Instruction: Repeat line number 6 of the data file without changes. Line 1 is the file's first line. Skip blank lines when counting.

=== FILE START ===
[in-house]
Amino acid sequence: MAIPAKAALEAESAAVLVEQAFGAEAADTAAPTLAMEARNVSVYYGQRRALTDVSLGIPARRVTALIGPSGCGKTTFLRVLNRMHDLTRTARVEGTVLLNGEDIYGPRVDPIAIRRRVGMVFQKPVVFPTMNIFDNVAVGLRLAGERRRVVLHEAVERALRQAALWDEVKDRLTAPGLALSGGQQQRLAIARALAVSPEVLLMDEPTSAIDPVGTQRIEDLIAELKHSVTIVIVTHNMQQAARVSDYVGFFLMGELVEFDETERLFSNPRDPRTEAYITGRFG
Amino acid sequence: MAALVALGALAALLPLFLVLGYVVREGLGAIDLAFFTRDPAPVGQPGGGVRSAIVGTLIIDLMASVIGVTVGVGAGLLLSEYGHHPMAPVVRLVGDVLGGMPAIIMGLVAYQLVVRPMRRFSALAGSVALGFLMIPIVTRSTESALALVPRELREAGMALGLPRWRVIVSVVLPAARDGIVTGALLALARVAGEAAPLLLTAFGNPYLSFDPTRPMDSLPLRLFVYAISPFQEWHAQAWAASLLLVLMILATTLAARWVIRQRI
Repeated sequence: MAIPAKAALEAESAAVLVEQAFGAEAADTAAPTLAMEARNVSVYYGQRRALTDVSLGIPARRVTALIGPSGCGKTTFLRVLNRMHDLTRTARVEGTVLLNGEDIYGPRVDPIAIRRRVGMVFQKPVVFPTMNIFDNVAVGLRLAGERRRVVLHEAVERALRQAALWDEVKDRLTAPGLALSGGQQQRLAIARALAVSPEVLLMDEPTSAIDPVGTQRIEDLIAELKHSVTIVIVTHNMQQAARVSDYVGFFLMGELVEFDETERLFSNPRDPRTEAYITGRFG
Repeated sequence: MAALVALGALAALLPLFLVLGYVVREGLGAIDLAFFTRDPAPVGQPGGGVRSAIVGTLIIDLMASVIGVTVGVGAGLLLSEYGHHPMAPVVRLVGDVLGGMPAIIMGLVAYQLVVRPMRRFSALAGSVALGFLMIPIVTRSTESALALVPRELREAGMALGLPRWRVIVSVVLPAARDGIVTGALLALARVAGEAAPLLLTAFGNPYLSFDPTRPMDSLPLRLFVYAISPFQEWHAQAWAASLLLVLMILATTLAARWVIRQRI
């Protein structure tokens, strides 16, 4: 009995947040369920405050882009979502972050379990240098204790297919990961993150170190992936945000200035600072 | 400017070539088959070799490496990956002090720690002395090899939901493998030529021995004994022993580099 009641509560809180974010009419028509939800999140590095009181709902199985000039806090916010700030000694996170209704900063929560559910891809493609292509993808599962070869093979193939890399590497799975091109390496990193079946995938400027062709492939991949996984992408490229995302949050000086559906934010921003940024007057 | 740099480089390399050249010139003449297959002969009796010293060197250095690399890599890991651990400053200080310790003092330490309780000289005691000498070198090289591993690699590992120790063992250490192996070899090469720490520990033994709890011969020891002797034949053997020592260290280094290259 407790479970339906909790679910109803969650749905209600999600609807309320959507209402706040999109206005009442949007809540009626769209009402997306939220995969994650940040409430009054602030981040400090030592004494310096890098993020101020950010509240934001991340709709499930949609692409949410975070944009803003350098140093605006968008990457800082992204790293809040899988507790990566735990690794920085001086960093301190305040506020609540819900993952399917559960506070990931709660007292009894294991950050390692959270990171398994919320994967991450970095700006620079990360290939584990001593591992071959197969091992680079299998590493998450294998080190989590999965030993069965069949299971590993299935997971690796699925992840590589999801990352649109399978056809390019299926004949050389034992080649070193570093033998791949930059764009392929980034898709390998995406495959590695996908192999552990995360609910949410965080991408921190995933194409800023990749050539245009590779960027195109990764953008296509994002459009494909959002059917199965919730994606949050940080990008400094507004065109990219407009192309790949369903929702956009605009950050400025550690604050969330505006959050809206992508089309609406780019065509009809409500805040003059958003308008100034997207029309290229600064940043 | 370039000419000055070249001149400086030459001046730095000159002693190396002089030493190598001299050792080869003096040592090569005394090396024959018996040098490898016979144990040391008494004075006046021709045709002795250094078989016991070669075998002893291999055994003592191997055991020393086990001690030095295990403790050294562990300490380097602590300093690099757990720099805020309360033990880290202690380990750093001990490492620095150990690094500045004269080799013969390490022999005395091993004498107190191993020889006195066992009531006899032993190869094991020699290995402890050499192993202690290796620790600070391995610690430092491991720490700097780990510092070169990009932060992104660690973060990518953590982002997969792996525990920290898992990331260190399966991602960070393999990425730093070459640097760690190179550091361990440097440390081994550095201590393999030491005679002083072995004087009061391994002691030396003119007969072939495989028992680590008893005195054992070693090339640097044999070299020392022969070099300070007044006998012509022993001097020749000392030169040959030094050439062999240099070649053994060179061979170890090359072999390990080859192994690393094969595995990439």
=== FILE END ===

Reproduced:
């Protein structure tokens, strides 16, 4: 009995947040369920405050882009979502972050379990240098204790297919990961993150170190992936945000200035600072 | 400017070539088959070799490496990956002090720690002395090899939901493998030529021995004994022993580099 009641509560809180974010009419028509939800999140590095009181709902199985000039806090916010700030000694996170209704900063929560559910891809493609292509993808599962070869093979193939890399590497799975091109390496990193079946995938400027062709492939991949996984992408490229995302949050000086559906934010921003940024007057 | 740099480089390399050249010139003449297959002969009796010293060197250095690399890599890991651990400053200080310790003092330490309780000289005691000498070198090289591993690699590992120790063992250490192996070899090469720490520990033994709890011969020891002797034949053997020592260290280094290259 407790479970339906909790679910109803969650749905209600999600609807309320959507209402706040999109206005009442949007809540009626769209009402997306939220995969994650940040409430009054602030981040400090030592004494310096890098993020101020950010509240934001991340709709499930949609692409949410975070944009803003350098140093605006968008990457800082992204790293809040899988507790990566735990690794920085001086960093301190305040506020609540819900993952399917559960506070990931709660007292009894294991950050390692959270990171398994919320994967991450970095700006620079990360290939584990001593591992071959197969091992680079299998590493998450294998080190989590999965030993069965069949299971590993299935997971690796699925992840590589999801990352649109399978056809390019299926004949050389034992080649070193570093033998791949930059764009392929980034898709390998995406495959590695996908192999552990995360609910949410965080991408921190995933194409800023990749050539245009590779960027195109990764953008296509994002459009494909959002059917199965919730994606949050940080990008400094507004065109990219407009192309790949369903929702956009605009950050400025550690604050969330505006959050809206992508089309609406780019065509009809409500805040003059958003308008100034997207029309290229600064940043 | 370039000419000055070249001149400086030459001046730095000159002693190396002089030493190598001299050792080869003096040592090569005394090396024959018996040098490898016979144990040391008494004075006046021709045709002795250094078989016991070669075998002893291999055994003592191997055991020393086990001690030095295990403790050294562990300490380097602590300093690099757990720099805020309360033990880290202690380990750093001990490492620095150990690094500045004269080799013969390490022999005395091993004498107190191993020889006195066992009531006899032993190869094991020699290995402890050499192993202690290796620790600070391995610690430092491991720490700097780990510092070169990009932060992104660690973060990518953590982002997969792996525990920290898992990331260190399966991602960070393999990425730093070459640097760690190179550091361990440097440390081994550095201590393999030491005679002083072995004087009061391994002691030396003119007969072939495989028992680590008893005195054992070693090339640097044999070299020392022969070099300070007044006998012509022993001097020749000392030169040959030094050439062999240099070649053994060179061979170890090359072999390990080859192994690393094969595995990439």